At least 11 people were killed by Kenya police in a crackdown on protests as anger at the re-election of President Uhuru Kenyatta erupted in the western city of Kisumu, officials and witnesses said on Saturday.
Nine young men were shot dead overnight in Nairobi’s Mathare slum during police anti-looting operations, a security official told Reuters. Their bodies had been brought to the city morgue, the official added.
Separately, Wycliff Mokaya told the Associated Press that his nine-year-old daughter was killed by a stray bullet while on their third-floor balcony in Mathare.
“I was watching her play with her friends when she suddenly fell down,” Mokaya said. “She was my only hope.”
Another death was reported in Kisumu, a city where opposition leader Raila Odinga has strong support. Kisumu's main hospital was also treating four people brought in overnight with gunshot wounds and six who had been beaten by police, hospital records showed.
The unrest erupted moments after Kenya’s election commission announced late on Friday that Kenyatte, 55, had won a second, five-year term, despite opposition allegations that the tally was a fraud.
Odinga’s Luo tribe, an ethnic group from the west of the country, had hoped an Odinga presidency would have broken the Kikuyu and Kalenjin dominance of central government. The Kikuyu community, which Kenyatta is from, has supplied three of four presidents since Kenya gained independence from the United Kingdom in 1963.
In his victory speech, Kenyatta pledged to unite the country and said he was extending a “hand of friendship and cooperation” to the opposition.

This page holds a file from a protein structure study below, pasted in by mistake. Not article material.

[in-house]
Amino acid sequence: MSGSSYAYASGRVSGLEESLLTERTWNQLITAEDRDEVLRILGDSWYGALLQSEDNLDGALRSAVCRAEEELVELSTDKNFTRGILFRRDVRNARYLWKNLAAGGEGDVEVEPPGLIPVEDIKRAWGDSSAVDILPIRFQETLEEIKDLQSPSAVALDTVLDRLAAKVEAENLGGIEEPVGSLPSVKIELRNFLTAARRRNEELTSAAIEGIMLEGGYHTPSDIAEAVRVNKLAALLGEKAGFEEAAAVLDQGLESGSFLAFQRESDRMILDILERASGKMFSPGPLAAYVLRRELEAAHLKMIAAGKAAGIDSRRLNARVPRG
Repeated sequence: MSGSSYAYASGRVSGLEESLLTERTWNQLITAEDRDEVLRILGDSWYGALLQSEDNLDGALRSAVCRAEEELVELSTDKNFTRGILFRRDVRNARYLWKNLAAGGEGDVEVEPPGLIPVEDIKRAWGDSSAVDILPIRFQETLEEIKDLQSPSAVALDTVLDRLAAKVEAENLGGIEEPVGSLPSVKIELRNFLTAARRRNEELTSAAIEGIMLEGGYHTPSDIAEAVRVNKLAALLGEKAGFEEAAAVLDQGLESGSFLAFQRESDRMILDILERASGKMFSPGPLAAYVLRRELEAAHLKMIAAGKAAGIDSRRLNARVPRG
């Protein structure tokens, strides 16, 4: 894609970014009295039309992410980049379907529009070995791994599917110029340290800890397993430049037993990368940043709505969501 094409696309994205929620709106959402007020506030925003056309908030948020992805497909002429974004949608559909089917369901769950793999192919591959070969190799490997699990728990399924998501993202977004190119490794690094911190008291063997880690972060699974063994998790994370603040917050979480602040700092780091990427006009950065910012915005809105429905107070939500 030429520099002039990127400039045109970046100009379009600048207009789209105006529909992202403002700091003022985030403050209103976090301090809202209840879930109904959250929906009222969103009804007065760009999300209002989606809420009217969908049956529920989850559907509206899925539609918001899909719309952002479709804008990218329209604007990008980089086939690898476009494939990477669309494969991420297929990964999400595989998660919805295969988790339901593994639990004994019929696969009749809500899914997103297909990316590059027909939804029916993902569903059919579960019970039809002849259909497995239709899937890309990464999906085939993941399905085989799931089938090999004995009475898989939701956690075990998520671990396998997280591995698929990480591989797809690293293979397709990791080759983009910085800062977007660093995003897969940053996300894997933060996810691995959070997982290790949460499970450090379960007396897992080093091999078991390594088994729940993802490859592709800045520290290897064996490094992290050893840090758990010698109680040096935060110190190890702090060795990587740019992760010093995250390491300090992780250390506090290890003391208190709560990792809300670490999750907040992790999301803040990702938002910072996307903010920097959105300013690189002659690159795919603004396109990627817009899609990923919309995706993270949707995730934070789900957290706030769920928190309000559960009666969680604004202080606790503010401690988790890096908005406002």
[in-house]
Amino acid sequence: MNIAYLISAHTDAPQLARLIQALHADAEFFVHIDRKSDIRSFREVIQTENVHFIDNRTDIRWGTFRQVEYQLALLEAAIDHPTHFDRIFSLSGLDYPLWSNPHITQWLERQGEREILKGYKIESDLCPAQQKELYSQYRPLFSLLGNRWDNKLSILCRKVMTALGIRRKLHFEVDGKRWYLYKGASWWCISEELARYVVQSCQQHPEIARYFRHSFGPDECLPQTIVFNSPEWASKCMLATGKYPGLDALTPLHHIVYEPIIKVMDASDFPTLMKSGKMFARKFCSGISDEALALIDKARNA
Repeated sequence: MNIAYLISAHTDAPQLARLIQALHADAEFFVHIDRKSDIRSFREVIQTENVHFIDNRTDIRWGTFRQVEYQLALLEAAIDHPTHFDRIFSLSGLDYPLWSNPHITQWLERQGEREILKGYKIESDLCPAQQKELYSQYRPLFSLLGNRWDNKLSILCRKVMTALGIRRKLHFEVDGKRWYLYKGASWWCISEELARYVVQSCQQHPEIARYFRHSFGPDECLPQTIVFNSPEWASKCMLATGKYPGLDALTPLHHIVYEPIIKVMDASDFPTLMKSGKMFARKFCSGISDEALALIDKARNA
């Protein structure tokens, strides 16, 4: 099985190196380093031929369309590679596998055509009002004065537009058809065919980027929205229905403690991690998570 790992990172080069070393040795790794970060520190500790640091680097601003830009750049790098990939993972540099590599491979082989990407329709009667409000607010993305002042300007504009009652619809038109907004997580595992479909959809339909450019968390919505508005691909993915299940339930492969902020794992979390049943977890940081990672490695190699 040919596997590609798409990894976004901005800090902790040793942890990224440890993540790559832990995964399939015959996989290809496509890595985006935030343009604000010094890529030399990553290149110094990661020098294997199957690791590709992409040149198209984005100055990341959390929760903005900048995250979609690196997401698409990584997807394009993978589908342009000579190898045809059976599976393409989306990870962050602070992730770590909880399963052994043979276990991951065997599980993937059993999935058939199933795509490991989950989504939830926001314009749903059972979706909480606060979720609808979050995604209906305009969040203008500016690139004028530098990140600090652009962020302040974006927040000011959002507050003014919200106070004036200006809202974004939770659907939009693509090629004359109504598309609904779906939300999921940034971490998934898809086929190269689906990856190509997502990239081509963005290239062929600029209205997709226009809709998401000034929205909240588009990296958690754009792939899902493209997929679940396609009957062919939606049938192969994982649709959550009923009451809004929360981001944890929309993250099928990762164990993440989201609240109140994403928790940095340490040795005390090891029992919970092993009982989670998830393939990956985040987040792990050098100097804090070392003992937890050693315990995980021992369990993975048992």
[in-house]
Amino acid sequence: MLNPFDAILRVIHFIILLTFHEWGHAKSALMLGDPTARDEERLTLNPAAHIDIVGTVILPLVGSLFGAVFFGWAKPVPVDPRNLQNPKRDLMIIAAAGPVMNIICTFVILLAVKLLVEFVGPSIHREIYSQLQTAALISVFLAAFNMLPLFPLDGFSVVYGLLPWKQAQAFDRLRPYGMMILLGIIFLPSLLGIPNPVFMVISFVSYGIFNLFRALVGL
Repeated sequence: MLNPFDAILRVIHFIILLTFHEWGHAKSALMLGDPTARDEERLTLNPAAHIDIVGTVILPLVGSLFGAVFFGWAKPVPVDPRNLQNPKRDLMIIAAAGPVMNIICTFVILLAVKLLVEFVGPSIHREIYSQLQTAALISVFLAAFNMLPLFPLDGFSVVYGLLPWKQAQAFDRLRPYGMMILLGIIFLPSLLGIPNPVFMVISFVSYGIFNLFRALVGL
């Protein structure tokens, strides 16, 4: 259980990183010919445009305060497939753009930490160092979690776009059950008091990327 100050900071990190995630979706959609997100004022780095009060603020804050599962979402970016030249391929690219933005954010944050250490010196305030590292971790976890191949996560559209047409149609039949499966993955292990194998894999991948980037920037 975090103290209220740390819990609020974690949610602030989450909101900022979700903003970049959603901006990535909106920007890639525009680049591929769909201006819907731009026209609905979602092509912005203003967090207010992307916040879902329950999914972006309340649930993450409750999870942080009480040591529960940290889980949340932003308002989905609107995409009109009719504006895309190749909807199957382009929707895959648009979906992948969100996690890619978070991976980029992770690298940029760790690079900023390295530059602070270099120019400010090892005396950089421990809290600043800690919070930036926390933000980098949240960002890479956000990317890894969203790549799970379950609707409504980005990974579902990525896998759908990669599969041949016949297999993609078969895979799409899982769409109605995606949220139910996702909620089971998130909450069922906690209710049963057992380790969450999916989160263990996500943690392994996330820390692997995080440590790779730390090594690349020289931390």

Even before the declaration, Odinga’s National Super Alliance, NASA, coalition had rejected the outcome, saying the election commission's systems had been hacked and results were manipulated against Odinga without providing evidence for any of its accusations.
In addition to the thumbs-up from foreign election monitors, Kenya's domestic observation group, ELOG, which had 8,300 observers on the ground, said its parallel vote tally confirmed with the official outcome.
ELOG's projected outcome put Kenyatta on 54 percent, compared with the official figure of 54.3 percent. This was well within ELOG's 1.9 percent margin of error, the group said.
"We did not find anything deliberately manipulated," said Regina Opondo, the chairwoman of ElOG's steering committee.
Odinga has lost the last two elections, claiming fraud in both cases. After his 2013 loss, he took allegations of vote-rigging to the Supreme Court, which rejected his case. Odinga also lost the 2007 election, which was followed by violence fueled by ethnic tensions, leaving more than 1,200 people dead.
Catholic leaders on Saturday appealed for calm and asked security forces to exercise caution during protests.
“We appeal to them to restrain themselves from using excessive force in handling crowds,” said John Oballa Owaa, vice chairman of the Kenya Conference of Catholic Bishops. “No life should be lost because of an election.”